Dons eye promotion as Ince aims to keep rising

MK franchise finally make name for themselves with help from man who's gone from guv'nor to gaffer. Ronald Atkin reports
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The Independent Football

They have been installing the central heating at the raw, new Stadium MK over the past few days, but there seems no need to bother in the home dressing room. The team are blowing hot of their own accord, with Paul Ince stoking the furnace as MK Dons go charging on at the top of League Two, their run of nine wins in a row ended by yesterday's home loss to Stockport.

Now that the furore over Wimbledon's franchise being transferred to Milton Keynes has subsided, the Dons can set about making a name in their own right, doing it from the lowest of the divisions, League Two. How appropriate that Ince, who was 40 exactly a week ago, has opted to go about management in the same fashion, from the bottom.

When a distinguished playing career with West Ham, Manchester United, Internazionale, Liverpool and Middlesbrough effectively finished at Wolves at the end of last season, Ince applied for the vacant manager's job at Molineux.

"It was a job I felt I should have got," he said after a training session at Stadium MK with the clang and whirr of construction in the background. "The fans wanted me, the players and staff wanted me. But for some reason Jack Hayward [the then owner]decided no.

"I don't hold a grudge about that, but it was a knockback that told me I would have to go the long route to get where I wantedto [in management]."

Ince got his wish just a year ago when he took over as manager of Macclesfield Town, rock bottom of League Two. "There are not many who have achieved what I have in my career who would have done it, I had so many calls telling me I was bananas to take the job," he smiled. "But I thought if I could get them to stay in the League I would be gaining points asa manager."

Ince managed it, in the very last game, but by the start of this season had been snaffled for the Dons by chairman Pete Winkelman. "My job had been to keep Macclesfield up and I did that. If I had stayed another year, stability would have been the best I could do. At this club I feel we have a great chance of getting promoted."

It is already looking thatway. Ince certainly cannot remember being involved with such a winning run – "except perhaps in the playground back at school".

So he must be happy? "No, not really," he insisted. "If this is where we are going to be at the end of the season, that will make me happy. I don't get carried away with stats and records, they don't mean anything to me. What matters is that this club gets where it belongs, and that is going to take time. What I am happy with is the performances, the spirit among the lads. There are no bad eggs, which is important."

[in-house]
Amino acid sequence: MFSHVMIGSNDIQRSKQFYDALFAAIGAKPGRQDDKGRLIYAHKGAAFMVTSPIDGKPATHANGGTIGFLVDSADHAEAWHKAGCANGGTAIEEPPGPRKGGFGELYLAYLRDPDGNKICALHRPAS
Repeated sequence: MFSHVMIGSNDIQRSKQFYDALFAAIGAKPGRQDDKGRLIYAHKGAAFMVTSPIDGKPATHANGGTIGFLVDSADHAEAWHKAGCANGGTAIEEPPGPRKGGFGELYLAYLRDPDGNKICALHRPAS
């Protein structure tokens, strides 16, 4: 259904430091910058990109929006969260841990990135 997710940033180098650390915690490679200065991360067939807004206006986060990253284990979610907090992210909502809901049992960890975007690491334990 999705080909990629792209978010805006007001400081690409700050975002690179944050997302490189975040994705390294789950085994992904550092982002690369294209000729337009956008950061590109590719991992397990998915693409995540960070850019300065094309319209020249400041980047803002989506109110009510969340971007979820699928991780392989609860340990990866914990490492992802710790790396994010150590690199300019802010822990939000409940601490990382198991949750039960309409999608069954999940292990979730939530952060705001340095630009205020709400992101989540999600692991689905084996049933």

Ince, who has a two-year contract, cheerfully acknowledges: "This is another step up the ladder." Stadium MK, which will be officially opened by the Queen on 29 November, can now accommodate 21,000 and will be extended to a 32,000 capacity within two more seasons, when the team could conceivably be in the Championship if they carry on atthis rate.

Among the managers he played for, Ince identifies the late John Lyall at West Ham and Sir Alex Ferguson as the ones he most respected and who have been the biggest influences on his own attitude. "Lyall was the main man for me, a father figure. He is always on my mind. If things happen, I say to myself,what would John Lyall do? That's how much I think of the bloke. Alex Ferguson gave me high principles and high standards. I worked with him for six years and those standards will stay with me now wherever I go. People who have become good managers, like Mark Hughes, Roy Keane and Steve Bruce, all played under him. It shows we have learned."

At Old Trafford, Ince was known as "the guv'nor". Now, as the gaffer, he is assiduously applying those principles. "I treat the players like my family. You have to recognise problems off the pitch, as well as on it. If there is a problem, whatever it may be, I want to know about it."

One problem Ince is regularly forced to address is the dearth of black managers in the Football League. "When I captained England for the first time someone told me I was the first black captain, but I said I never looked at it like that, I never looked at the colour of people's skins. But I want to be a figurehead for the likes of Sol Campbell and Andy Cole who, when they come out of the game, ought to go into management.

"I am here to show that if you are good at your job it should not be a problem what colour you are. I have to make sure the likes of Sol and Andy look at me and say, 'If Incie can do it, I want to do it'.

And if they are also prepared to start at the bottom they will, like Incie, be the better for it.

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